To reach many of the homeless, Hwang’s group uses a mobile cart or “participation station” and wheels it through the streets of Skid Row.

“We brought design workshops to the people,” she said. “In a lot of communities, people are not even allowed the opportunity to dream what is possible. … This really creates the opportunity for residents to articulate and voice what are their priorities.”

What they want is often simple: Basic necessities, such as trash cans, access to clean water, public bathrooms and more housing.

Debate over architecture’s role in promoting social justice is not new. During the civil rights movement, the backlash against “urban renewal” and massive housing projects sparked a grassroots community design movement. But the efforts were spotty and rarely involved broad involvement from investors, city planners, architects and designers.

“It had kind of been a smaller strain of architecture and planning — alternative career disciplines,” said Liz Ogbu, an urbanist who runs Studio O, a design and consulting practice in Oakland, California, that combines various disciplines to transform communities. “There was high design and then there was the stuff we were doing. Over the course of the past decade, there has been an increase in the number of people who want to make this field their primary calling. We’re visiting the sins of the past.”

Ogbu worked on The ReFresh Project in New Orleans to turn an old grocery store into a health services hub that includes health care and healthy foods. Whole Foods is a partner.

The courtyard of a cluster of buildings at Hunters View, a multi-phase redevelopment project that includes the replacement of all existing public housing units into mixed-income residences, in the Hunters Point neighborhood of San Francisco.
Robert Galbraith / Reuters / Landov

She is also part of a team redeveloping Hunters Point, one of the poorest neighborhoods in the southeastern corner of San Francisco, a 40-acre site of a former Pacific Gas and Electric Company plant. The bulk of it will be housing but the push is on to fend off rapid gentrification and incorporate affordable units and retail services that can create jobs for the predominantly black community. It could become one of the last patches of affordable housing in San Francisco.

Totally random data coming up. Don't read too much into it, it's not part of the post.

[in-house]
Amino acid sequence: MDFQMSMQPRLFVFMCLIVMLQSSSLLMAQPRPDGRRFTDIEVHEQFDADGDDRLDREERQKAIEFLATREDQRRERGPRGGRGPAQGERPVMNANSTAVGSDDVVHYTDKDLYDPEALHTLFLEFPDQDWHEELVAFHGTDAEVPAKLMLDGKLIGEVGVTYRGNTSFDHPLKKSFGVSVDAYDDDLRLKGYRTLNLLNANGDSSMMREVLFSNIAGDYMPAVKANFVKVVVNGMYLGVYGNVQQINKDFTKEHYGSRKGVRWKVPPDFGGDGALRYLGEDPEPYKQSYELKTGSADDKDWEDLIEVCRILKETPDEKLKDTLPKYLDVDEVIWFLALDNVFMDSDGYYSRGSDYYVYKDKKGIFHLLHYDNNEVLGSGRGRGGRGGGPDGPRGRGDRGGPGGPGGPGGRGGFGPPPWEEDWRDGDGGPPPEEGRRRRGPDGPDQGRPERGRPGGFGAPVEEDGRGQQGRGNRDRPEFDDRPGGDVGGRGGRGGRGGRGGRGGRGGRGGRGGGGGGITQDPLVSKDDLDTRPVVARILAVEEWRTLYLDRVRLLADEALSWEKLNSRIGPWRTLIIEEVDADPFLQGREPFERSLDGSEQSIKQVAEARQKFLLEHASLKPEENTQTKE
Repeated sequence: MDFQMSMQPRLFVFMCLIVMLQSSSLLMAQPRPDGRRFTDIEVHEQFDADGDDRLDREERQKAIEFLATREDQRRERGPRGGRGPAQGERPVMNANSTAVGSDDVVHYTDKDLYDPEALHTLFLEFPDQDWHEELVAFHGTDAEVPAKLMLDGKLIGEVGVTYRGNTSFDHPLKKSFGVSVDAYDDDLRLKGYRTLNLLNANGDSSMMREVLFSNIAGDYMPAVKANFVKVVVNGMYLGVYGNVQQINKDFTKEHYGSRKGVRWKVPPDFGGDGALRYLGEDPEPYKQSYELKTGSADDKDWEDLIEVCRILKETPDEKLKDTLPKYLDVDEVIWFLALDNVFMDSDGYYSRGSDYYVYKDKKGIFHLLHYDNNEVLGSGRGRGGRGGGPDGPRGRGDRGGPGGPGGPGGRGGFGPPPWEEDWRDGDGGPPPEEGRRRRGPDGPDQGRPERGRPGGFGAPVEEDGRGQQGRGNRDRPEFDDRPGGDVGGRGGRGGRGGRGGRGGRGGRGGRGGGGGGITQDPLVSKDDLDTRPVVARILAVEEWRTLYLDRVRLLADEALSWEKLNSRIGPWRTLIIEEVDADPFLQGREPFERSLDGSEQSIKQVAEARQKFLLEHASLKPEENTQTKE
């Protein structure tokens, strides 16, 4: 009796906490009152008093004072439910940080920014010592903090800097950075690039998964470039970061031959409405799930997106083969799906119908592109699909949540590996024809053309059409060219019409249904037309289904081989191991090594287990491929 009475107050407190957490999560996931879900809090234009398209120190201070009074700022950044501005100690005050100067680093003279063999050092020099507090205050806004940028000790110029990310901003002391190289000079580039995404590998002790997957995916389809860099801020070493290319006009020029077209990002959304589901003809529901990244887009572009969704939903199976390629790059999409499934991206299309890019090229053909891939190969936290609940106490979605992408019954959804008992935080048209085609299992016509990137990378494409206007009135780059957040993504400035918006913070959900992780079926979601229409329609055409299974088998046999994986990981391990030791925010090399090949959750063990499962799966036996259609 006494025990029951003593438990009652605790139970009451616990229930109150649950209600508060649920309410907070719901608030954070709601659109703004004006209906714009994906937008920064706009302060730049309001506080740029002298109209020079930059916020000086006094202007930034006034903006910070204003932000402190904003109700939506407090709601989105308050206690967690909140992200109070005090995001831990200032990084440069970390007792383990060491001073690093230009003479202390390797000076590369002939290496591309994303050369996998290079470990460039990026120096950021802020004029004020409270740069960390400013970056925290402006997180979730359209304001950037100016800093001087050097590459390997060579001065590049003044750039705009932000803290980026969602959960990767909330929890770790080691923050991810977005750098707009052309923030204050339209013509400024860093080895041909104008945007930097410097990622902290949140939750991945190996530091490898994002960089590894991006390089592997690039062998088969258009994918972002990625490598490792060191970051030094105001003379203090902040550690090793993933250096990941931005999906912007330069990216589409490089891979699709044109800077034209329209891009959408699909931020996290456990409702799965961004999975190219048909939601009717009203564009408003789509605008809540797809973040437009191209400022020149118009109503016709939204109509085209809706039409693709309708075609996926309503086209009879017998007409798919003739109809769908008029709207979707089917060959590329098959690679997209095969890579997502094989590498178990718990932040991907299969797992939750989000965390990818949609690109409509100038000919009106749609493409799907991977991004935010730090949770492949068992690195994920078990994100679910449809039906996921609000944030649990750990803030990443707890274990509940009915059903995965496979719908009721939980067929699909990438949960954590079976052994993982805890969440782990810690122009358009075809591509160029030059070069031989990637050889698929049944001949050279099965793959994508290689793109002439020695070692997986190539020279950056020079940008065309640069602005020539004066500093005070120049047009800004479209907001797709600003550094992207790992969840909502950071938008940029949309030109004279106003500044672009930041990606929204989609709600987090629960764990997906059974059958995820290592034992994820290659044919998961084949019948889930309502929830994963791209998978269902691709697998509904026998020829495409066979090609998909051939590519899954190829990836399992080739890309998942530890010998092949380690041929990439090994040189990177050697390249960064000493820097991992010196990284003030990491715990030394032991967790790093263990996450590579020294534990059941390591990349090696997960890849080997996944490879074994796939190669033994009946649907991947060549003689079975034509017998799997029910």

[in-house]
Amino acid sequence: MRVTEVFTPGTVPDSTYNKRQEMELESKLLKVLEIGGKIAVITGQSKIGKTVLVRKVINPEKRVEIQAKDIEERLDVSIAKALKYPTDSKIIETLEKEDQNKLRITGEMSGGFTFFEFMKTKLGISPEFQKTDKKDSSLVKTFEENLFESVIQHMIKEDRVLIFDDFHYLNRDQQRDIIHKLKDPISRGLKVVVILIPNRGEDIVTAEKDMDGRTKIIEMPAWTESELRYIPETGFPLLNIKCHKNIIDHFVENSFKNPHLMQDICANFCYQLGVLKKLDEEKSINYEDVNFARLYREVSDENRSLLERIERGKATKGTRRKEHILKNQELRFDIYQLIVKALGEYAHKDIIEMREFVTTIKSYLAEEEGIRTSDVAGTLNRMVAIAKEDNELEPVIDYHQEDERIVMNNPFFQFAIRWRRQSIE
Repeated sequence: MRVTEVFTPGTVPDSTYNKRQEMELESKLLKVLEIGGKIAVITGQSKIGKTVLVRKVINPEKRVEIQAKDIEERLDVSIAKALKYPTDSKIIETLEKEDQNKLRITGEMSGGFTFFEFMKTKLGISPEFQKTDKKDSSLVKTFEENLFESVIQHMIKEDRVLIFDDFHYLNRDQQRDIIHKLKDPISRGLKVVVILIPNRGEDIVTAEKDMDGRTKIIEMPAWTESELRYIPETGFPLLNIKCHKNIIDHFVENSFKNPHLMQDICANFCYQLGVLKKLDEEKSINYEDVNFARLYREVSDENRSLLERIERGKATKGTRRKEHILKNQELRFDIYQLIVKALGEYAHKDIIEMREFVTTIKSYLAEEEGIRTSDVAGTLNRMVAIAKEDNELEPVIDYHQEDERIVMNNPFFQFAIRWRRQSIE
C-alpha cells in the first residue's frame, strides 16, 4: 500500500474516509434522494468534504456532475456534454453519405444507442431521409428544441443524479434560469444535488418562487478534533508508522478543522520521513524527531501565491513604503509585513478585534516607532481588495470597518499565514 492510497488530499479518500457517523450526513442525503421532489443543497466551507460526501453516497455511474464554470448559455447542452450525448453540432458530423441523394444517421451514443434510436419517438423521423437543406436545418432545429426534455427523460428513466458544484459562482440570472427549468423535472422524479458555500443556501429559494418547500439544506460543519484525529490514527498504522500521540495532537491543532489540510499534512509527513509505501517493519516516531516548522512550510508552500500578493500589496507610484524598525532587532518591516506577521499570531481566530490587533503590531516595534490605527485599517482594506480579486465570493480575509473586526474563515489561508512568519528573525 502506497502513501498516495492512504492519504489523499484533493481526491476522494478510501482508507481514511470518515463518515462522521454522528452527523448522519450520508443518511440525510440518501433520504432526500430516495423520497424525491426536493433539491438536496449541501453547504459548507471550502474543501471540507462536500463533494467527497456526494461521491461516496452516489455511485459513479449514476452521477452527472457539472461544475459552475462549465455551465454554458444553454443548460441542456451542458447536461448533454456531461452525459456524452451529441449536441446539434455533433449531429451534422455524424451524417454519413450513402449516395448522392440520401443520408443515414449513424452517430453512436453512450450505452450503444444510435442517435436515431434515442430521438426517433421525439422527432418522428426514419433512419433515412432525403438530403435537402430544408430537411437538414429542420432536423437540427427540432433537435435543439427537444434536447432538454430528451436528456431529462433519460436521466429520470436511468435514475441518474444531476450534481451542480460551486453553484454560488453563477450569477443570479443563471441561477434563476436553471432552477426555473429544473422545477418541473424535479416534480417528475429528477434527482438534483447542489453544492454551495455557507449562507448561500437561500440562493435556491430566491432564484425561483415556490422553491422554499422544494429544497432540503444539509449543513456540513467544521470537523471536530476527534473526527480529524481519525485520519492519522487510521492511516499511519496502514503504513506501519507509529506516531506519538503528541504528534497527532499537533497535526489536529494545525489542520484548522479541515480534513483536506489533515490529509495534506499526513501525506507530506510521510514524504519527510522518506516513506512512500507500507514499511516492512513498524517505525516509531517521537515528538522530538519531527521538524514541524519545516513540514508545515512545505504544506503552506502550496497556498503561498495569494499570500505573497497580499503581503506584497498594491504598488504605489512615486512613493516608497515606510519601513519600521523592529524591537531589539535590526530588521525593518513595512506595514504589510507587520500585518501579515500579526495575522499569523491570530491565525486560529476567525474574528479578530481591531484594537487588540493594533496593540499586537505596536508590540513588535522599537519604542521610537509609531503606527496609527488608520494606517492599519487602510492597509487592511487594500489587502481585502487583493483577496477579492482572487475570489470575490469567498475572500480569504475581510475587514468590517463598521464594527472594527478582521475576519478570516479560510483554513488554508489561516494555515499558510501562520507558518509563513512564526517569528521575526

As a Detroit native, Kimberly Dowdell, an architect who is studying a year at Harvard’s Kennedy School of Government, knows first-hand how urban blight can devastate minority communities.

“Essentially, nothing is being designed in these neighborhoods,” she said. “How do we make success out of an environment that’s falling apart? In Baltimore, you can see that a lot of the buildings being burnt are not occupied. … The design response would be rebuild these places.”

She worked on a project in Newark to clean up Military Park.

“It was a pretty bad place to be,” she said. “It was a place you didn’t want to walk through. There was drug paraphernalia.”

Through public-private partnerships, the park was transformed into a community gathering place with a burger pavilion, restrooms, yoga and movies in the park, better landscaping and lighting and a full-time security staff.

In Los Angeles’ Skid Row, about 4,000 of the estimated 15,000 residents are homeless or live in shelters. The Los Angeles Poverty Department opened a Skid Row History Museum to show the community how urban planning can change their destiny.

On display are two plans that were considered by the city in the 1970s. One was to open a detox center and completely clear the area to build housing and parking lots. The second, which involved a community design center, proposed saving the single room occupancy hotels typical in the neighborhood, renovate and expand housing and bring social services to the area.

The latter was adopted, putting a halt to upscale development within Skid Row and protecting the interests of the area’s low-income residents.

“We created a neighborhood where you couldn’t build market-rate housing,” said John Malpede, director of the Los Angeles Poverty Department, a community group that is putting on the museum exhibit. The show includes performances, meetings and cultural events, all intended to involve residents. “The intent is to make it clear a longtime permanent community exists in Skid Row and … save the neighborhood of repeated threats of being paved over and built upon.”